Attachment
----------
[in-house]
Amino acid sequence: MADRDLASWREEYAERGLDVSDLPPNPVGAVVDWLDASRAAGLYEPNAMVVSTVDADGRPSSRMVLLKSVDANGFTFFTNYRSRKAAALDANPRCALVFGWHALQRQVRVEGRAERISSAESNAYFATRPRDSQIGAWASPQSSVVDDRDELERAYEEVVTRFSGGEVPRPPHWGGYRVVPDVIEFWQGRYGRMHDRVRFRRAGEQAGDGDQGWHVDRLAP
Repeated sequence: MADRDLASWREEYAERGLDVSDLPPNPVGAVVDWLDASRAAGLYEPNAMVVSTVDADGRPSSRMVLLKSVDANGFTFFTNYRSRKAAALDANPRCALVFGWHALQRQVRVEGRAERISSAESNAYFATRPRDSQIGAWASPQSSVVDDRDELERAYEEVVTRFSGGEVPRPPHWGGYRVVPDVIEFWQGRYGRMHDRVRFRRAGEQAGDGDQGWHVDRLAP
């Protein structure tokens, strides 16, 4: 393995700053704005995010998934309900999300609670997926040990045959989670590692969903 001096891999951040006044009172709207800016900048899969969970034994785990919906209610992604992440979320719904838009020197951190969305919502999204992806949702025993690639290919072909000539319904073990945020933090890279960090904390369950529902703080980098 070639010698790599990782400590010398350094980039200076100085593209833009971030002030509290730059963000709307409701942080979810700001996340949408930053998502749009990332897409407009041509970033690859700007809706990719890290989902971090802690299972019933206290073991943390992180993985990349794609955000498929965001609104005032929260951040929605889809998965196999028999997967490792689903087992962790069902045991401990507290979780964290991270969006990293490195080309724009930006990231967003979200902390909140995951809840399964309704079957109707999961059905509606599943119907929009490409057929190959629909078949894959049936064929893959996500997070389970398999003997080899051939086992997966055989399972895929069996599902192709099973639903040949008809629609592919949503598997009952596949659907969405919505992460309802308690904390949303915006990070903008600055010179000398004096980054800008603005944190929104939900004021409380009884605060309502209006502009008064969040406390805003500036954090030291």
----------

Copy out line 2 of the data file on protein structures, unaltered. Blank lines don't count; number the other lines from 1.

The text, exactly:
Amino acid sequence: MADRDLASWREEYAERGLDVSDLPPNPVGAVVDWLDASRAAGLYEPNAMVVSTVDADGRPSSRMVLLKSVDANGFTFFTNYRSRKAAALDANPRCALVFGWHALQRQVRVEGRAERISSAESNAYFATRPRDSQIGAWASPQSSVVDDRDELERAYEEVVTRFSGGEVPRPPHWGGYRVVPDVIEFWQGRYGRMHDRVRFRRAGEQAGDGDQGWHVDRLAP